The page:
DANNY R. PHILLIPS
Lately, when a band is referred to as “Americana,” “neo bluegrass” or anything about a mandolin, banjo or upright bass gets a mention, it makes my skin crawl and my mind shuts down. I instantly do not care. Bands like Mumford and Sons, the Carolina Chocolate Drops, Avett Brothers, Punch Brothers or any other brothers for that matter, while good in their own right, have spawn so many “bluegrass” bands that if I hear “Wagon Wheel” again and it’s not Old Crow Medicine Show, I’m going on a rampage of biblical proportions.
Therefore, when the Howlin’ Brothers latest Trouble arrived in my mailbox, I readied my bile. I sharpened my razor tongue, ready to rip it to shreds. Then I pushed play. Clearly, the Howlin’ Brothers are not just doing it because they want to cash in on a “cool” hipster trend. Their grasp of both the traditional aspects of the genre they have chosen and an obvious love of rockabilly rings true in every harmony, note and lyric. Within seconds of the opener “Pour it Down” begin to spin, I could just as easily hear Jimmie Rodgers, Hank Williams, The Carter Family or even a contemporary like BR-549 laying it down as I could these boys from Tennessee.
Therein lays the joy of Trouble. The record is effortless, nearly timeless; it’s light, but at times, like every bluegrass record worth its salt, is dark in equal measure. Moreover, like other bluegrass outfits of old, the lead vocalist position is passed throughout the band, often from song to song, giving others a chance to sing songs they contributed or would be the strongest with.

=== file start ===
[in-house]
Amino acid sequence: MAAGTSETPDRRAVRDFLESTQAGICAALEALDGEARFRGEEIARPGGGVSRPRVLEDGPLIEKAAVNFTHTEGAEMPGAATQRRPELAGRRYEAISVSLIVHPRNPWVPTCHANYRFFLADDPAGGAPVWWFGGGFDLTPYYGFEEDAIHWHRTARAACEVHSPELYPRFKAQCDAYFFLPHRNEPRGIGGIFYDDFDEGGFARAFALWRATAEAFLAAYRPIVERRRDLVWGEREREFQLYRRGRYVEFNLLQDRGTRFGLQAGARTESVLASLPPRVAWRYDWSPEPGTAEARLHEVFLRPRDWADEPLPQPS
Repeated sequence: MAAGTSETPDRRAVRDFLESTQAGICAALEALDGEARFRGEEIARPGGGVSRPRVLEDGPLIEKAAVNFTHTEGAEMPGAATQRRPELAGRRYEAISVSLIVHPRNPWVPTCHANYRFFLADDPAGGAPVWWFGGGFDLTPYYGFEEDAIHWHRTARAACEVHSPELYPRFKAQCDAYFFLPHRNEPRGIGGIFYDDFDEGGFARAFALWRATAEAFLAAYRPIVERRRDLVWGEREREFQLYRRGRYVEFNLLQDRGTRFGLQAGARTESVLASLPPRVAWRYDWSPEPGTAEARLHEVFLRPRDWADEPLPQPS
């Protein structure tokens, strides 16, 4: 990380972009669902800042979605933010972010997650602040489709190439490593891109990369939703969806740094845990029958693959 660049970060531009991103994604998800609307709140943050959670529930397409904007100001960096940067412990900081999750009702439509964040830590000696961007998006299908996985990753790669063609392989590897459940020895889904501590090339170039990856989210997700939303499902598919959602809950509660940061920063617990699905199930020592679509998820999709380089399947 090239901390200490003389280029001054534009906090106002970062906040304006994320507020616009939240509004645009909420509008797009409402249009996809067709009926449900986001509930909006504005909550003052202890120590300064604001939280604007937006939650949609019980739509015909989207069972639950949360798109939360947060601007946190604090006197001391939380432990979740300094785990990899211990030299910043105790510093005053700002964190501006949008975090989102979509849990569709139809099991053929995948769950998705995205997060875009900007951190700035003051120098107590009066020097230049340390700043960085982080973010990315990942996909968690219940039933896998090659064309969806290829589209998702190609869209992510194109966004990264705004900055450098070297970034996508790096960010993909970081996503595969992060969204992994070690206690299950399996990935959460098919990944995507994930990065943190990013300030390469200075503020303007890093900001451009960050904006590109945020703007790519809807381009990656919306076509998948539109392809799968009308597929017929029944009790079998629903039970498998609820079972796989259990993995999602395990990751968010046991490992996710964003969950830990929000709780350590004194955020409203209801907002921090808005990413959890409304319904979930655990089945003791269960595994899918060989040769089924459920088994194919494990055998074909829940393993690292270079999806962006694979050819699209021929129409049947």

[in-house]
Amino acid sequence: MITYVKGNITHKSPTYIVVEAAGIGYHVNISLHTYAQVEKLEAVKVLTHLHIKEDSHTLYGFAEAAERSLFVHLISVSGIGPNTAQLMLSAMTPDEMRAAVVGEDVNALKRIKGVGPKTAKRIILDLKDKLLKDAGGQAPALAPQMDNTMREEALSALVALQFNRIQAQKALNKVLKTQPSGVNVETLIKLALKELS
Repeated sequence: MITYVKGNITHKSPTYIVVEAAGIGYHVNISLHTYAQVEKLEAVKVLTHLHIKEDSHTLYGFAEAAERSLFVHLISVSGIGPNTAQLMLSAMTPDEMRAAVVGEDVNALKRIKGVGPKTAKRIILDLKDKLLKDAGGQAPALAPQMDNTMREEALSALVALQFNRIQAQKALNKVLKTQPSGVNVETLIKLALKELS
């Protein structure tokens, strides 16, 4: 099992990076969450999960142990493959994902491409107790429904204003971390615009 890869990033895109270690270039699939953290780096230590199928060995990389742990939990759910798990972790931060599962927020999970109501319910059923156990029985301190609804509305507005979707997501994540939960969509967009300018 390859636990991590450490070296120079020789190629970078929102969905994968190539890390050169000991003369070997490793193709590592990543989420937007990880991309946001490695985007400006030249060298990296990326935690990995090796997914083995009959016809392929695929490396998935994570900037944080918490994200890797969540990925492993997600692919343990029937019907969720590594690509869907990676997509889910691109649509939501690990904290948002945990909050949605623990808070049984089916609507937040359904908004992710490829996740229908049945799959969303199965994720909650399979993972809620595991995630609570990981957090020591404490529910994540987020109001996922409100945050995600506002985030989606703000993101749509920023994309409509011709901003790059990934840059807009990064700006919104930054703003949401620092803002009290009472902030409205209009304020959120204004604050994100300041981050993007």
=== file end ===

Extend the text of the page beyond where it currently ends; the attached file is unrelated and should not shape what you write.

Many of the songs are tight and polished but do not think the Brothers can’t get loose and rough; “Night and Day” is more blues than grass. The Ian Craft-penned jammer could’ve easily been recorded at the legendary Robert Johnson session. There is pain, rattling percussion and harmonica to spare. A true standout.
“Troubled Waltz” is a slow tune with much shade. “I’m troubled all the time,” sings the broken Ben Plasse, in a song that sounds like a man that has given up, a man going to his death, a man that cares no more to see the sun.
Without a doubt, the Howlin’ Brothers understand atmosphere. Trouble is an album full of change, darkness and light. They have slapped the perfect name on the record; it is tales of sorrow and redemption, pain and love. That’s what life is isn’t it? Going through the ruts to get to the valley, putting up with thistles to get to the roses.
DOWNLOAD: “Pour it Down” “Pack Up Joe” “Troubled Waltz”